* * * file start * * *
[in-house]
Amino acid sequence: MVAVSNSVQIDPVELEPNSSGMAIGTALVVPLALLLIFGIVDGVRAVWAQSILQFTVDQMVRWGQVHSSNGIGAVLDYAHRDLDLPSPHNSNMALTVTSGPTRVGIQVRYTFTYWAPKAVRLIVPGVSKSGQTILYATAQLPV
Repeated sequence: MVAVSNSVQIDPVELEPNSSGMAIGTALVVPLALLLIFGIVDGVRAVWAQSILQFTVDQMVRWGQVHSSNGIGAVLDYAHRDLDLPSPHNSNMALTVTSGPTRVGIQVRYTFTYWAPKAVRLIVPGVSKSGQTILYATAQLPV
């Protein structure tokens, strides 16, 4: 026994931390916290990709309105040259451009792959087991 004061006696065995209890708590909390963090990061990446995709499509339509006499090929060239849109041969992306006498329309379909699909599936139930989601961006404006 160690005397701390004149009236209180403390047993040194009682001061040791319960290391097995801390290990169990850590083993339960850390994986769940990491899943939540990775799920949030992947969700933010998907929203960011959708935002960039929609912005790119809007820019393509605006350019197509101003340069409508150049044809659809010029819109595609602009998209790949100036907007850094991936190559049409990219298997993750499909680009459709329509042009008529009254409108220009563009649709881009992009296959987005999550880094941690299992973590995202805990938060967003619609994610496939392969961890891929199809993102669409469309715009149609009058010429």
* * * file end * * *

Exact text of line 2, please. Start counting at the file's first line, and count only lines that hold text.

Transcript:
Amino acid sequence: MVAVSNSVQIDPVELEPNSSGMAIGTALVVPLALLLIFGIVDGVRAVWAQSILQFTVDQMVRWGQVHSSNGIGAVLDYAHRDLDLPSPHNSNMALTVTSGPTRVGIQVRYTFTYWAPKAVRLIVPGVSKSGQTILYATAQLPV